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A Solar Powered Art Project Provides A Remote Green Energy Laboratory For Engineering Technology Students

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Conference

2009 Annual Conference & Exposition

Location

Austin, Texas

Publication Date

June 14, 2009

Start Date

June 14, 2009

End Date

June 17, 2009

ISSN

2153-5965

Conference Session

Project-Based Student Learning: Part II

Tagged Division

Engineering Technology

Page Count

11

Page Numbers

14.110.1 - 14.110.11

Permanent URL

https://peer.asee.org/4954

Download Count

43

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Paper Authors

biography

Dale Litwhiler Pennsylvania State University, Berks

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Dale H. Litwhiler is an Associate Professor at Penn State, Berks Campus in Reading, PA. He received his B.S. from Penn State University (1984), his M.S. from Syracuse University (1989) and his Ph.D. from Lehigh University (2000) all in electrical engineering. Prior to beginning his academic career in 2002, he worked with IBM Federal Sys-tems and Lockheed Martin Commercial Space Systems as a hardware and software design engineer.

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biography

Frances Jallu Pennsylvania State University, Berks

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Frances Jallu is an Electromechanical Engineering Technology student at Penn State Berks in Reading, PA. She received her associate degree in Electrical Engineering Technology from Penn State (2008). She is a research assistant for the EET program. Upon graduation, she is looking forward to a career in green energy.

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Abstract
NOTE: The first page of text has been automatically extracted and included below in lieu of an abstract

A Solar-Powered Art Project Provides a Remote Green Energy Laboratory for Engineering Technology Students Abstract An outdoor campus art project required some technology to help create a more meaningful experience for its beholders. The canvas for the artwork is a bus stop shelter structure that is no longer used by the local transit authority. The required technology is a custom solar- powered audio system. The glass walls of the bus stop shelter are covered with translucent vinyl overlays containing candid photographs of campus students and faculty. The audio system plays recorded sound bite excerpts from interviews with students, faculty, and distinguished campus guests. The theme of the artwork experience is “Knowledge is Power” and is intended to provide campus visitors with a glimpse into some of the activities of the college. The custom audio system was designed, built and installed by faculty, staff, and students in the engineering technology department. When the system was designed, the opportunity was taken to include the required electronics to monitor and record the health and status of the solar panel and battery power system. The data obtained from the system is used to help engineering technology students understand the characteristics and performance of solar energy systems. The system contains all of the typical components of large solar power systems. The south-facing side of the structure contains a small stationary (non-sun-tracking) solar panel. The sound system enclosure contains a sealed lead-acid (SLA) battery. The charging of the battery is controlled by electronics on a custom circuit board within the sound system. This circuit board also contains a microcontroller to control operation of the embedded MP3 player and amplifier. Another on- board microcontroller performs the power system measurements, stores the data in non-volatile memory and transfers the data to an external computer via the serial port when queried. By analyzing the voltage and current measurements for the solar panel and battery as well as the battery temperature, engineering technology students can see how the system functions for various combinations of sunlight, battery state of charge, temperature, and power demand from the load. The students gain appreciation for how proper power management is crucial in “Green” energy systems. This paper presents the system design constraints, features, problems and modifications. Typical raw data as well as student-analyzed data is also presented. The ways in which the system is used in the engineering technology curriculum is also provided.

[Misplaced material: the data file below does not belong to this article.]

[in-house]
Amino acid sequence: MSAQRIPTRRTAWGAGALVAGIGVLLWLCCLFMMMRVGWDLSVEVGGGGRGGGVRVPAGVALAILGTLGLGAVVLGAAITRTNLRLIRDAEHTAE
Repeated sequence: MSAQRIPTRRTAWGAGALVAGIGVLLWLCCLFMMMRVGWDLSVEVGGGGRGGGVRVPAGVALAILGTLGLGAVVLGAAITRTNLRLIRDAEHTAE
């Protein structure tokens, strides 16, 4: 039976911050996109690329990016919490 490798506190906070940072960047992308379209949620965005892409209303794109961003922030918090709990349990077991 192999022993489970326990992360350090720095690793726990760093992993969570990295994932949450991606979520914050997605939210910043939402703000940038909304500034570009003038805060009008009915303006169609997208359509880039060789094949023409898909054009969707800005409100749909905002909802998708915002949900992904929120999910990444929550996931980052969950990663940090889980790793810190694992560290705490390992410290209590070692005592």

Motivation / Overview

The authors were approached by the campus art director for assistance with developing an interactive and informative work of art. The work was to incorporate audio clips from recorded interviews with students and faculty together with enlarged candid photographs displayed across the sides of a bus shelter structure. The bus shelter was no longer being used by the transportation authority, however, the structure was not to be modified in any way that could not easily be restored to the original configuration. The major design constraints were as follows:

Litwhiler, D., & Jallu, F. (2009, June), A Solar Powered Art Project Provides A Remote Green Energy Laboratory For Engineering Technology Students Paper presented at 2009 Annual Conference & Exposition, Austin, Texas. https://peer.asee.org/4954

ASEE holds the copyright on this document. It may be read by the public free of charge. Authors may archive their work on personal websites or in institutional repositories with the following citation: © 2009 American Society for Engineering Education. Other scholars may excerpt or quote from these materials with the same citation. When excerpting or quoting from Conference Proceedings, authors should, in addition to noting the ASEE copyright, list all the original authors and their institutions and name the host city of the conference. - Last updated April 1, 2015